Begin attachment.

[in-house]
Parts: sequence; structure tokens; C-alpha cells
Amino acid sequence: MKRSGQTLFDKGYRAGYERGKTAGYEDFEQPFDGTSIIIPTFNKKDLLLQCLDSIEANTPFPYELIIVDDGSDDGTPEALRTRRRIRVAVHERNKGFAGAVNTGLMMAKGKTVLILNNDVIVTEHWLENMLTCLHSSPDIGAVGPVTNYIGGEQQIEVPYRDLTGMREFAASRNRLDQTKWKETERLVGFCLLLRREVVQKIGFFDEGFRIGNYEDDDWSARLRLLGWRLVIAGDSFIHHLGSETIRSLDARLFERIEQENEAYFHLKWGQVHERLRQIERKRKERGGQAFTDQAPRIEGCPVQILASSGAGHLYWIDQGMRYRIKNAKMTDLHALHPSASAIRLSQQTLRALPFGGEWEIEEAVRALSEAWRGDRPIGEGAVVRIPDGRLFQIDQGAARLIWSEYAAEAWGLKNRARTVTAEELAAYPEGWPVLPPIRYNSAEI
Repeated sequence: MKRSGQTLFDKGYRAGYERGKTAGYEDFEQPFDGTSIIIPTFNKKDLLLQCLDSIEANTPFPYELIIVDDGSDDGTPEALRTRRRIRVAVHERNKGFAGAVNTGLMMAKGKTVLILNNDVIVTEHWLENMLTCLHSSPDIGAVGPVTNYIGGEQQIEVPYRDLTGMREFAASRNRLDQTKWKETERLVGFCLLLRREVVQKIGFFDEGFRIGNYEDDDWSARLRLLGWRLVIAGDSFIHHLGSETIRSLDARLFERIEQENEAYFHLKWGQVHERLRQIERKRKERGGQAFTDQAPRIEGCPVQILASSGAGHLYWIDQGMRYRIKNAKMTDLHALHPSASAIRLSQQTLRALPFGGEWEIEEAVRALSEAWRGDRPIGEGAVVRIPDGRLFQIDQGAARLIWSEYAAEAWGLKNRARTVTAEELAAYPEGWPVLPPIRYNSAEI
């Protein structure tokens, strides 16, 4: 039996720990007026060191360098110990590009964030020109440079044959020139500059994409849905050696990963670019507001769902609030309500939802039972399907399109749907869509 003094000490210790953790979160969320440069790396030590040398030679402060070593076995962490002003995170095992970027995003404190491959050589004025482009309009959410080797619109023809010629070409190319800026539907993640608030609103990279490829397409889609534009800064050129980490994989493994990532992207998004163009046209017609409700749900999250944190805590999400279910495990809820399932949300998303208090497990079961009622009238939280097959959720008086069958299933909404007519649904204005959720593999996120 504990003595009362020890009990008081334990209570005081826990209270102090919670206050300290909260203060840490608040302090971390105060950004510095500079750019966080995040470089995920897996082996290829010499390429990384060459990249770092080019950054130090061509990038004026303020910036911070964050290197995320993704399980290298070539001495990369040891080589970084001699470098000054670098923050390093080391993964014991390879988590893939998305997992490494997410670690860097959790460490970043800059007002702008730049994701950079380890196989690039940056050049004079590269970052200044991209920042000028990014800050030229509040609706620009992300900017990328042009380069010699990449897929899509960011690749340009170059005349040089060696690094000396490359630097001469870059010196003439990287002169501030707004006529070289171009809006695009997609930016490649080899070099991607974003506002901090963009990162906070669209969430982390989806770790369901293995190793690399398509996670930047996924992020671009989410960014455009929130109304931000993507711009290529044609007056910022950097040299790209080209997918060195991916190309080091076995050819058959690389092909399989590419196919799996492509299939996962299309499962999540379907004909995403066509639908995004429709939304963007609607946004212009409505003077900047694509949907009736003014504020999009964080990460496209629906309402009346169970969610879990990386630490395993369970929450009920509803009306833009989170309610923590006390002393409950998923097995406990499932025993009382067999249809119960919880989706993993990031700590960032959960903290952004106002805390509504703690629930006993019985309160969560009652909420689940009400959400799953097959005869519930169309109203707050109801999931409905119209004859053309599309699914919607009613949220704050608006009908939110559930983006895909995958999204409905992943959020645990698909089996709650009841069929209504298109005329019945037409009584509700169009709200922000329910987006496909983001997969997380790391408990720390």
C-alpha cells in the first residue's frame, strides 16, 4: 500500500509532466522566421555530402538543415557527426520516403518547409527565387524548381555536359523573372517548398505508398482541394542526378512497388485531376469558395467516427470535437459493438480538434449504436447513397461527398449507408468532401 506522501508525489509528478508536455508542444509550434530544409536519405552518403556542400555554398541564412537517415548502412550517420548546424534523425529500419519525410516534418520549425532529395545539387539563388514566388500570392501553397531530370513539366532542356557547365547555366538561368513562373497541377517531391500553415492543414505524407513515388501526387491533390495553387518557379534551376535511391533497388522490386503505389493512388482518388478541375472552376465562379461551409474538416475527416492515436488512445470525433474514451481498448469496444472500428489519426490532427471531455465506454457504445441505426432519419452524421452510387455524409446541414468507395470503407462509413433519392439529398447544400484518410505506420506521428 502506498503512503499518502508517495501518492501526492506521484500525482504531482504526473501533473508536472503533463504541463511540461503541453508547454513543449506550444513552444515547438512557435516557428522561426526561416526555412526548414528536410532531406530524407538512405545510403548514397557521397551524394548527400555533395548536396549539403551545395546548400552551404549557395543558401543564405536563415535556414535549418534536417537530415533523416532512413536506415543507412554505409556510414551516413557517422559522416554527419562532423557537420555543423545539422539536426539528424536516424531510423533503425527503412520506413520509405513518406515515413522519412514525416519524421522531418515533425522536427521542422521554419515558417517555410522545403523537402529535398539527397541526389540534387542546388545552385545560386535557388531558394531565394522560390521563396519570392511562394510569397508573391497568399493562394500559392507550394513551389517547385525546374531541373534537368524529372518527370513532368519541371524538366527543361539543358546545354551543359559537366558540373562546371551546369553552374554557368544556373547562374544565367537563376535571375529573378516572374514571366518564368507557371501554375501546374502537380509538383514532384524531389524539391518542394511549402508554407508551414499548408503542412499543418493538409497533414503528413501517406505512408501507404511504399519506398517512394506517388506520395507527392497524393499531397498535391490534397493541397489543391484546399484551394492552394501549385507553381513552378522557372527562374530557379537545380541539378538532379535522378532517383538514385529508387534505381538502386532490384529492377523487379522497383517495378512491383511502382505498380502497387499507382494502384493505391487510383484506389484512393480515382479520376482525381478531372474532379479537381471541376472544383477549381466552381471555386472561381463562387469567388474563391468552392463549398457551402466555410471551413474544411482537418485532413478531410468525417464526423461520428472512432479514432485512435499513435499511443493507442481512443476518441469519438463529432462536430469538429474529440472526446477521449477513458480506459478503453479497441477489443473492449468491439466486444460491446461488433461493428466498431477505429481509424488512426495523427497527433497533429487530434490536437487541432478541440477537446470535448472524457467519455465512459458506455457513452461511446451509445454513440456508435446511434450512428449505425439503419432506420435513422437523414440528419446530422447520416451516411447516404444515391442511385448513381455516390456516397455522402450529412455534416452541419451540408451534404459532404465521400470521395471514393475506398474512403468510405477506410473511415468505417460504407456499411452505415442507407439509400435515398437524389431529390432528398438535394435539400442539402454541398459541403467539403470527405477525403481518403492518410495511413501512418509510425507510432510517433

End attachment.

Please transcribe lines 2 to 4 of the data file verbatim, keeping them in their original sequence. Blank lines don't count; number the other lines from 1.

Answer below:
Parts: sequence; structure tokens; C-alpha cells
Amino acid sequence: MKRSGQTLFDKGYRAGYERGKTAGYEDFEQPFDGTSIIIPTFNKKDLLLQCLDSIEANTPFPYELIIVDDGSDDGTPEALRTRRRIRVAVHERNKGFAGAVNTGLMMAKGKTVLILNNDVIVTEHWLENMLTCLHSSPDIGAVGPVTNYIGGEQQIEVPYRDLTGMREFAASRNRLDQTKWKETERLVGFCLLLRREVVQKIGFFDEGFRIGNYEDDDWSARLRLLGWRLVIAGDSFIHHLGSETIRSLDARLFERIEQENEAYFHLKWGQVHERLRQIERKRKERGGQAFTDQAPRIEGCPVQILASSGAGHLYWIDQGMRYRIKNAKMTDLHALHPSASAIRLSQQTLRALPFGGEWEIEEAVRALSEAWRGDRPIGEGAVVRIPDGRLFQIDQGAARLIWSEYAAEAWGLKNRARTVTAEELAAYPEGWPVLPPIRYNSAEI
Repeated sequence: MKRSGQTLFDKGYRAGYERGKTAGYEDFEQPFDGTSIIIPTFNKKDLLLQCLDSIEANTPFPYELIIVDDGSDDGTPEALRTRRRIRVAVHERNKGFAGAVNTGLMMAKGKTVLILNNDVIVTEHWLENMLTCLHSSPDIGAVGPVTNYIGGEQQIEVPYRDLTGMREFAASRNRLDQTKWKETERLVGFCLLLRREVVQKIGFFDEGFRIGNYEDDDWSARLRLLGWRLVIAGDSFIHHLGSETIRSLDARLFERIEQENEAYFHLKWGQVHERLRQIERKRKERGGQAFTDQAPRIEGCPVQILASSGAGHLYWIDQGMRYRIKNAKMTDLHALHPSASAIRLSQQTLRALPFGGEWEIEEAVRALSEAWRGDRPIGEGAVVRIPDGRLFQIDQGAARLIWSEYAAEAWGLKNRARTVTAEELAAYPEGWPVLPPIRYNSAEI